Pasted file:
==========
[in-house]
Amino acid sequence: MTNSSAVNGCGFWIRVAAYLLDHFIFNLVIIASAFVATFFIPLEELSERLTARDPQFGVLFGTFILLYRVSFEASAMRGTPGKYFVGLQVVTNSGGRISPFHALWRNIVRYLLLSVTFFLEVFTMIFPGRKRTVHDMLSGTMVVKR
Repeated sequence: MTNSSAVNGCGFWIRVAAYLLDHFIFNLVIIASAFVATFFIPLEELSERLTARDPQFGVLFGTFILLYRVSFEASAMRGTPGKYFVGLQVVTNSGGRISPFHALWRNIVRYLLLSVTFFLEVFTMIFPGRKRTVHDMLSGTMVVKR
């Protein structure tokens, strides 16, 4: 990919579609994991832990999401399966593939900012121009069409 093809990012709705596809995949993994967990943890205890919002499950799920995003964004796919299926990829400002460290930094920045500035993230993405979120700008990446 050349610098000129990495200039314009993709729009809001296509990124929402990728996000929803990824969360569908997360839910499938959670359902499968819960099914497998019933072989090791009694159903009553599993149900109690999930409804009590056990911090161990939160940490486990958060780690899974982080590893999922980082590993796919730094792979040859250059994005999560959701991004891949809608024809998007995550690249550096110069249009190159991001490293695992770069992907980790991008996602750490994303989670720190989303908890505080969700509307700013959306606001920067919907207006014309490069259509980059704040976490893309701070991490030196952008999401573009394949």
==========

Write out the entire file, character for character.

[in-house]
Amino acid sequence: MTNSSAVNGCGFWIRVAAYLLDHFIFNLVIIASAFVATFFIPLEELSERLTARDPQFGVLFGTFILLYRVSFEASAMRGTPGKYFVGLQVVTNSGGRISPFHALWRNIVRYLLLSVTFFLEVFTMIFPGRKRTVHDMLSGTMVVKR
Repeated sequence: MTNSSAVNGCGFWIRVAAYLLDHFIFNLVIIASAFVATFFIPLEELSERLTARDPQFGVLFGTFILLYRVSFEASAMRGTPGKYFVGLQVVTNSGGRISPFHALWRNIVRYLLLSVTFFLEVFTMIFPGRKRTVHDMLSGTMVVKR
């Protein structure tokens, strides 16, 4: 990919579609994991832990999401399966593939900012121009069409 093809990012709705596809995949993994967990943890205890919002499950799920995003964004796919299926990829400002460290930094920045500035993230993405979120700008990446 050349610098000129990495200039314009993709729009809001296509990124929402990728996000929803990824969360569908997360839910499938959670359902499968819960099914497998019933072989090791009694159903009553599993149900109690999930409804009590056990911090161990939160940490486990958060780690899974982080590893999922980082590993796919730094792979040859250059994005999560959701991004891949809608024809998007995550690249550096110069249009190159991001490293695992770069992907980790991008996602750490994303989670720190989303908890505080969700509307700013959306606001920067919907207006014309490069259509980059704040976490893309701070991490030196952008999401573009394949």